The word is finally getting out. I have been saying for several years now that the digestive tract and the brain are connected, hence the term “second brain” when referring to the gut.
Evidence has been piling up showing that diet and gut bacteria influence our mood (FOOD=MOOD), our thoughts, and our behavior.
Now, researchers have found evidence of intestinal permeability issues or “leaky gut” in people with depression. Depression is also linked to low libido. People who have low libido are often depressed and people who are depressed often have low libido.
Normally, the digestive system is surrounded by an impermeable wall of cells. Certain behaviors and medical conditions can compromise this wall, allowing toxic substances and bacteria to enter the bloodstream.
In a study published in Acta Psychiatrica Scandinavica, approximately 35% of depressed participants showed signs of leaky gut, based on blood tests. Displaced bacteria can activate autoimmune responses and inflammation, which are known to be associated with the onset of depression and fatigue. Michael Maes, author of the paper and global research psychiatrist explains, “Leaky gut may maintain increased inflammation in depressed patients,” which could exacerbate the symptoms of depression if not treated.
Currently, leaky gut is treated with a combination of L-glutamine, N-acetylcysteine and zinc—which have anti-inflammatory and antioxidant properties—when behavioral and dietary modifications fall short.
What causes leaky gut?
- autoimmune disease
- inflammatory bowel disease
- gluten hypersensitivity
- food allergies
- radiation therapy
- excessive exercise (marathons)
- oral contraceptive pill
Bacteria that influence the brain:
Preliminary research suggests that these common gut microbes can also affect our thoughts and feelings.
Helicobacter pylori: Children infected with this ulcer-causing bacterium performed worse on IQ tests, suggesting a possible link between H. pylori infection and cognitive development. If H. pylori cells sneak into the brain, the cells may aggregate with the amyloid proteins characteristic of Alzheimer’s and instigate the buildup of plaque, suggests study co-author May Baydoun, a staff scientist at the National Institute on Aging. The National Institutes of Health estimates that about 20% of people younger than 40 and 50% of those older than 60 are infected with the bacteria, which can be treated successfully with natural supplements.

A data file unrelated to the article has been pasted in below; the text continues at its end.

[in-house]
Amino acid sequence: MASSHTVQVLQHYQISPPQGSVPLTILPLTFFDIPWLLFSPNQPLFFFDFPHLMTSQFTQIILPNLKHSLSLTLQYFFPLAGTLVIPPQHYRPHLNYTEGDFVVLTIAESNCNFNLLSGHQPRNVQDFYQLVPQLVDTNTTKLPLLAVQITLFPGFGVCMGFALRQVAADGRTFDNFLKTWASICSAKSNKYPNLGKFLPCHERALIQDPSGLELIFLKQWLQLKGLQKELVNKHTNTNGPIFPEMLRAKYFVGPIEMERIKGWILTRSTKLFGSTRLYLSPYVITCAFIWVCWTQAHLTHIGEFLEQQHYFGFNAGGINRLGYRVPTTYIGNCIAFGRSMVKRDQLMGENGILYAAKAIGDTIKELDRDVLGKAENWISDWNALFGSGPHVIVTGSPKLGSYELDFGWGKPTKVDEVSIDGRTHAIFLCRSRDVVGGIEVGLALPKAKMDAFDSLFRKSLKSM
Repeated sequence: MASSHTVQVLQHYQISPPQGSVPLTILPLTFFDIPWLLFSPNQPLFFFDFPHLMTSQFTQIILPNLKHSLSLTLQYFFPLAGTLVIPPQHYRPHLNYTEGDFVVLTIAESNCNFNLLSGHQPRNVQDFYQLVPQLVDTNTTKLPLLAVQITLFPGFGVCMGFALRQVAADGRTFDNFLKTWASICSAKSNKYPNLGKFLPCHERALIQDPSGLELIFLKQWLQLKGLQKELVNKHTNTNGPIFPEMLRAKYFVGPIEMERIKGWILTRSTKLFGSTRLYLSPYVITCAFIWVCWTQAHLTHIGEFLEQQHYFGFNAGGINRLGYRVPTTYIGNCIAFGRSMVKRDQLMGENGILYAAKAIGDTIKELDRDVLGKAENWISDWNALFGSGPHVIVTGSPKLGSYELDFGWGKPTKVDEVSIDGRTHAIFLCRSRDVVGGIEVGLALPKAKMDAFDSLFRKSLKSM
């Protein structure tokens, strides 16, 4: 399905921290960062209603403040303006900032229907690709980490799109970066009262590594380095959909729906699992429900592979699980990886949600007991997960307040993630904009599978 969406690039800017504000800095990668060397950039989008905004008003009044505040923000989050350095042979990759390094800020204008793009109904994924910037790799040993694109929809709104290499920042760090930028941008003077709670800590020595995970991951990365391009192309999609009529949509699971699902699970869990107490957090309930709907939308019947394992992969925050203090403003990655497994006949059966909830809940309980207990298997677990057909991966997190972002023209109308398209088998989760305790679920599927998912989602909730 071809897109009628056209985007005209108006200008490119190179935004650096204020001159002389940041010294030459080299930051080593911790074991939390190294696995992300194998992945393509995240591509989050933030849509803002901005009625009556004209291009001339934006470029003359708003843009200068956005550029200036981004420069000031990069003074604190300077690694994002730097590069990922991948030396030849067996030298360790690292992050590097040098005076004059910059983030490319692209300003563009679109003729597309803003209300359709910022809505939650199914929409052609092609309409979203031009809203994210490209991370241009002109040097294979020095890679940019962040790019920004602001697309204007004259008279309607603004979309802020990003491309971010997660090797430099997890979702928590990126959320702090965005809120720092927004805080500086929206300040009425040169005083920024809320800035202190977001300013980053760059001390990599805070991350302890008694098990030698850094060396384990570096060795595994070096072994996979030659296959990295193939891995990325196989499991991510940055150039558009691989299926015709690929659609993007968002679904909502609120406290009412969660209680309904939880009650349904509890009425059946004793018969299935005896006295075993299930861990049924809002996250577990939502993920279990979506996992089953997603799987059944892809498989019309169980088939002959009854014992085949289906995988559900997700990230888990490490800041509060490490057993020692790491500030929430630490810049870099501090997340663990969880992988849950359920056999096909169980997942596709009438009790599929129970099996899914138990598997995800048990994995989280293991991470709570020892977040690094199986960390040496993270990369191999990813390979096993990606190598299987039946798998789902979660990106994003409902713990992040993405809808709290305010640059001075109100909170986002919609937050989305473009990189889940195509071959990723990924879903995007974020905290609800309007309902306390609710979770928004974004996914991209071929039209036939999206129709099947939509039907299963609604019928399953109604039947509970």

Lactobacillus helveticus and Bifidobacterium longum: Healthy human volunteers who consumed a probiotic mix of these bacteria exhibited less anxiety and depression.
Probiotic bacteria B. animalis subsp. lactis, Streptococcus thermophilus, L. delbrueckii subsp. bulgaricus, L. lactis subsp. lactis. Healthy women who consumed yogurt containing these bugs showed less activity in brain regions that process emotions and physical sensations.
Lactobacilli: Healthy students had fewer of these bacteria present in their stool during a high-stress exam time compared with a less stressful period during the semester.
The moral of this story is: eat your fermented vegetables, learn to make coconut milk kefir, yogurt and kombucha, and take your probiotics. The more beneficial bacteria you consume, and the wider the variety, the better! Your gut, brain, mood and libido will thank you!
Do you have a favorite probiotic food recipe? Share it with us in the comments section.
Here’s to the good guys in your gut and a life of vitality!